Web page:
Are you living between two homes? Perhaps you’re going through a divorce or separation and haven’t sorted the finances out yet, so you can’t settle in a new, permanent home yet. Or maybe you’ve sold your home but haven’t completed the purchase of (or even found) your new ‘forever’ home yet. You could be working away and living in rented accommodation during the week to avoid excessive commutes, or splitting your time between living at home and staying with elderly relatives to care for them.
Whatever the reason, moving from place to place isn’t ideal and as well as practical problems (leaving something essential at one place when you need it at the other), it can be stressful and unsettling to not feel ‘at home’ anywhere.
Whilst the feelings of being unsettled are things that will pass when you’re in a permanent home, here are our practical suggestions on how to make it easier to live between two homes.
Where to live between houses
Unless you’re making a planned, deliberate move to stay in temporary accommodation (e.g. for work), you might be wondering where to live between houses if you have nothing in place.
Depending on how long you’re likely to need to stay in temporary accommodation, you could choose from the following:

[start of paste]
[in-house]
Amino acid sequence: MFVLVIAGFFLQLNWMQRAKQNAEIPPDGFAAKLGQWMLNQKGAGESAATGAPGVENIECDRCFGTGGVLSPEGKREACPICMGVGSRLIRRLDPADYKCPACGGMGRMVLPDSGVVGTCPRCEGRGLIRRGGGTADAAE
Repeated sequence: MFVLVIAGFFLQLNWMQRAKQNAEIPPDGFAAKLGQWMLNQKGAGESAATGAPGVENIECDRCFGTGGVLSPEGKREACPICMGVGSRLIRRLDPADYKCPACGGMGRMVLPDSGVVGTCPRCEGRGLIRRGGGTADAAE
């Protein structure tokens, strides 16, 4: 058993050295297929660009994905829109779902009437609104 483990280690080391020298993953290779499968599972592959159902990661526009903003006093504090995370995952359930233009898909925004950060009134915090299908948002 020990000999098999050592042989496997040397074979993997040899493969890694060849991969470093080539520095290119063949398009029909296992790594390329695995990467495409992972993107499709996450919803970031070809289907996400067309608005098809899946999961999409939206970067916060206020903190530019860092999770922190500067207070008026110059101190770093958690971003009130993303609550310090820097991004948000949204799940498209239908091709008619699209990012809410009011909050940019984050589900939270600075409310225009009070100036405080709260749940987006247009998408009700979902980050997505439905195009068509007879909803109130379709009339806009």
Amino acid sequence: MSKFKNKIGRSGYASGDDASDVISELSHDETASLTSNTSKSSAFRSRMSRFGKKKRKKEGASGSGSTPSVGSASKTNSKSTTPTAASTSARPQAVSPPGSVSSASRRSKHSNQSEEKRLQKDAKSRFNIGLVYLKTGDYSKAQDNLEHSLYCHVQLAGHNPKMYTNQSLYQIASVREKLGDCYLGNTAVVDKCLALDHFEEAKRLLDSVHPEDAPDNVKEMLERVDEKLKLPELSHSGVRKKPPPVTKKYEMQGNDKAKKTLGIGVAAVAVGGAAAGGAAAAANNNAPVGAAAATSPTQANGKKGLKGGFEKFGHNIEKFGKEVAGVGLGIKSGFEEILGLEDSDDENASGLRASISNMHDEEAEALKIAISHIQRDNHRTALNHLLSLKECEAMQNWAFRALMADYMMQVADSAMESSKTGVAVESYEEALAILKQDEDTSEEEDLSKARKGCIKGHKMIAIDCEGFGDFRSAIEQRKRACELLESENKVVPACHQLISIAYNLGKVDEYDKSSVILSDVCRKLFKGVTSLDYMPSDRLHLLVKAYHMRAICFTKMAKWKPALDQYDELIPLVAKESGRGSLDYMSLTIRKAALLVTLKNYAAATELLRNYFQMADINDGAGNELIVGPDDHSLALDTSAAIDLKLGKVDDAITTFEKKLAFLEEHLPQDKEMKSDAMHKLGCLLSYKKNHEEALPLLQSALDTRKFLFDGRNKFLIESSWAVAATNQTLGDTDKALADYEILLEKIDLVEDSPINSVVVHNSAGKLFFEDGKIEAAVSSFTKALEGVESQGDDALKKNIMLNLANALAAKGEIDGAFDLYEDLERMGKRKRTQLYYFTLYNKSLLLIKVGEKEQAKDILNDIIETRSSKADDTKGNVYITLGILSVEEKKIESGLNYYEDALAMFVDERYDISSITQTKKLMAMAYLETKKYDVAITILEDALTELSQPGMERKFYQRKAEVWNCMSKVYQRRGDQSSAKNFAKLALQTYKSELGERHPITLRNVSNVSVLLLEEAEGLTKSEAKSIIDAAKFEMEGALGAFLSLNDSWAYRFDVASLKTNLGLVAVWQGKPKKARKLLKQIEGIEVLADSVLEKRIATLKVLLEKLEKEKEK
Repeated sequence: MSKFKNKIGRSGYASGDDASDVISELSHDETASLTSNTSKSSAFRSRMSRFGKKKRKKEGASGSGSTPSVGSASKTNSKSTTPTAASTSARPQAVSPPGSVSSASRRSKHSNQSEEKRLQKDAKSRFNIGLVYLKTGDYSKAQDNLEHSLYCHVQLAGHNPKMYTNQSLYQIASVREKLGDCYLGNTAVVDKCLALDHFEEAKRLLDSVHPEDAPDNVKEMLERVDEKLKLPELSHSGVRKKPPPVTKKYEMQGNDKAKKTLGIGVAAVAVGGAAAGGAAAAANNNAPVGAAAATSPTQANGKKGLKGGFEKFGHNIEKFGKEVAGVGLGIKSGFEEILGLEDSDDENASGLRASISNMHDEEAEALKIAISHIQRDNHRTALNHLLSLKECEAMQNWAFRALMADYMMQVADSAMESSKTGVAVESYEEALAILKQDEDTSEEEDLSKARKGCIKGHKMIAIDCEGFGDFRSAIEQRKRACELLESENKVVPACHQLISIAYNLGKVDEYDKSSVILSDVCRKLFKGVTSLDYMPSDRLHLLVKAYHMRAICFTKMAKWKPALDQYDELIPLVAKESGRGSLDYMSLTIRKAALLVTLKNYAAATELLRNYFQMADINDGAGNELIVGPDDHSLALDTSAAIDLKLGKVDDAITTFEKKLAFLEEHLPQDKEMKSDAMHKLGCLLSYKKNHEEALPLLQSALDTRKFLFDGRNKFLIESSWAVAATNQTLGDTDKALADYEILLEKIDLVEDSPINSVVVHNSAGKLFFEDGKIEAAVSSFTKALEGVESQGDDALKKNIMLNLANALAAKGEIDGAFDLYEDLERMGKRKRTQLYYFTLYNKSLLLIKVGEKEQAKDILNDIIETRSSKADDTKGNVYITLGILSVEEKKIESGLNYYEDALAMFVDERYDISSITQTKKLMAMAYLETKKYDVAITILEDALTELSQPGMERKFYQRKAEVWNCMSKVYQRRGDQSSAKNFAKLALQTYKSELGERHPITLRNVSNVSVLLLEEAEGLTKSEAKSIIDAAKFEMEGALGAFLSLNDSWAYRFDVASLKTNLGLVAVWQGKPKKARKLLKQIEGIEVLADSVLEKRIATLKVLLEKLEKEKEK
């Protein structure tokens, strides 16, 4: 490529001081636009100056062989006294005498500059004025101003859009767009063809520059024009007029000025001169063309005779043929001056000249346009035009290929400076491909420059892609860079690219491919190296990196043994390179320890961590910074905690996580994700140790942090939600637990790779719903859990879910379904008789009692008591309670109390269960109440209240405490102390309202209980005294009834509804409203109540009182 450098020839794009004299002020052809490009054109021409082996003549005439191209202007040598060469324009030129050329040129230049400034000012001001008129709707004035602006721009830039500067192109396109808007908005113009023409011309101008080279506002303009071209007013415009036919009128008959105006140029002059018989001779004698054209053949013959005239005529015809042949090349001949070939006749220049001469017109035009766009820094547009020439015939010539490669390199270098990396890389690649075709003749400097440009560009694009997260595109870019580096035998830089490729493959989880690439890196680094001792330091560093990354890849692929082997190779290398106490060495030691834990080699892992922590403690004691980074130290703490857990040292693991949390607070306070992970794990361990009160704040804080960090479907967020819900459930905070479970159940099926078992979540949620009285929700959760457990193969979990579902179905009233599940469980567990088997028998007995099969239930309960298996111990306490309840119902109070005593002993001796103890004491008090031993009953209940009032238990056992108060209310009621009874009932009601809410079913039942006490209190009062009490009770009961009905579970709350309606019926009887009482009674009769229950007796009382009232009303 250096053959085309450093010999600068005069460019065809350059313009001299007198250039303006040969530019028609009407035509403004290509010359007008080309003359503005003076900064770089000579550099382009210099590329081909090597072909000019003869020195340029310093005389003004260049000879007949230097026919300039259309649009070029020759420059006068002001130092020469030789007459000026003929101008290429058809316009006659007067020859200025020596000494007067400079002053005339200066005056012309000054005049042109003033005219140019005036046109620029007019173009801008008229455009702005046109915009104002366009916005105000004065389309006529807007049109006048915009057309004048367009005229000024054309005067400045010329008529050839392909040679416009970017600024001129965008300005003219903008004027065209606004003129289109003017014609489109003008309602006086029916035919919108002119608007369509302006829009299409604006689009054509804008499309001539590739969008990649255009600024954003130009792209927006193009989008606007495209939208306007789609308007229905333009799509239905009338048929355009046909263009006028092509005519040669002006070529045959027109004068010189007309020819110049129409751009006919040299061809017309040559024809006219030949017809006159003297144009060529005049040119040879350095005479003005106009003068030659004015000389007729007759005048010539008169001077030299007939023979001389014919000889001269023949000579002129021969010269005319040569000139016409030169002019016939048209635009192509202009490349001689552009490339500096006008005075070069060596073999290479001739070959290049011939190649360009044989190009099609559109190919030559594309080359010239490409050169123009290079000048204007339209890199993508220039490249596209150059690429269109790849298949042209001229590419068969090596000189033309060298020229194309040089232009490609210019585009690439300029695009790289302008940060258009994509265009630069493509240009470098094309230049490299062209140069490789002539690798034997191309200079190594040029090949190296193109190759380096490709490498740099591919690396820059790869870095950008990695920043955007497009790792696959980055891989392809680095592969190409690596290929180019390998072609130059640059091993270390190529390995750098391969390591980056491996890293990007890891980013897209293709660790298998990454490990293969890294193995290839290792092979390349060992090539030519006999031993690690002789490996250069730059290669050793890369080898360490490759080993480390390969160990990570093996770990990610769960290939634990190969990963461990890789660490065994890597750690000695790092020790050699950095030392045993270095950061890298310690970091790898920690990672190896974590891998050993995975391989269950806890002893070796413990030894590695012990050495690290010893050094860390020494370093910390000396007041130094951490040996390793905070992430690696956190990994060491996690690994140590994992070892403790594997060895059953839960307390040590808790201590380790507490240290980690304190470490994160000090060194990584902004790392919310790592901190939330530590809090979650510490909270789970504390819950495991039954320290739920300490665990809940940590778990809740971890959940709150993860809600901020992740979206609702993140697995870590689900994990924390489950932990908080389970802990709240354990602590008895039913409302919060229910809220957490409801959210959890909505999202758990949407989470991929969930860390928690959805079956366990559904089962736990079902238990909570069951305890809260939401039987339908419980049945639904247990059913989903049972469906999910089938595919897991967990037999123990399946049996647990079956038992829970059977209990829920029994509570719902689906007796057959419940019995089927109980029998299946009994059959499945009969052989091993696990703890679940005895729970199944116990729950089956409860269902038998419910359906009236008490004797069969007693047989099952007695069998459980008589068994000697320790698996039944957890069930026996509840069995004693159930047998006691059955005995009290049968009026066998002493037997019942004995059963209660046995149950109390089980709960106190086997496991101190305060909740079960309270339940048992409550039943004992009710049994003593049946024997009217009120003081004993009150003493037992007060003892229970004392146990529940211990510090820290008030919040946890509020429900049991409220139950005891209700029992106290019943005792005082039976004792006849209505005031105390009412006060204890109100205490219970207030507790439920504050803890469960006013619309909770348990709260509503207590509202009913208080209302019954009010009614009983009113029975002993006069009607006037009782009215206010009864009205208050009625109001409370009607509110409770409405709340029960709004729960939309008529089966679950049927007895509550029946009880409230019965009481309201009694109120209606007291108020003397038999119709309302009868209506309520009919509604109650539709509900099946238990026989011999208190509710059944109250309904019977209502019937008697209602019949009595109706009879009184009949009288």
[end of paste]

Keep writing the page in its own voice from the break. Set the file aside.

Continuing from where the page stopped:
- Rent an AirBnB
- Stay in a hotel
- Take out a short term lease on a rented property
- Seek a council tenancy
- Stay with friends or family
- Rent a room in someone’s home
If you’re facing homelessness, the council has to help you if you’re going to become so in the next 8 weeks. You’d be classed as homeless if you:
- Have no legal right to live anywhere,
- It’s not reasonable to stay in your home (e.g. because of domestic violence),
- There’s no suitable accommodation for you to be with your family,
- Your living conditions are very poor.
Council help for homeless people is very limited. There are charities out there such as Shelter and Crisis that may be able to help and offer specialist advice.
How to avoid living out of boxes
Once you’ve found somewhere to live, your temporary home might not have space for all of your furniture or belongings. Living out of boxes might become the norm, especially if you’re moving from place to place without bothering to unpack.
Rather than keeping everything with you and moving it from place to place, think about what you actually need, day-to-day. Toiletries, clothes for the season you’re in, electronics, and kitchen utensils will cover pretty much everything you need for the time being. If you make sure you have those everywhere you stay, you can put everything else into storage until you have somewhere more permanent.
As well as reducing a lot of hassle on moving day(s), this will reinforce to you that your current place isn’t ‘home’ but that there will be a time when you live somewhere more permanent and secure.
Moving to a new home
If you’re moving to a new home and it’s not quite ready for you yet (e.g. because it needs redecorating/renovating, or the sellers aren’t ready to complete on the sale yet), there are a few other practical steps to take as well as ensuring you have somewhere to store your excess belongings.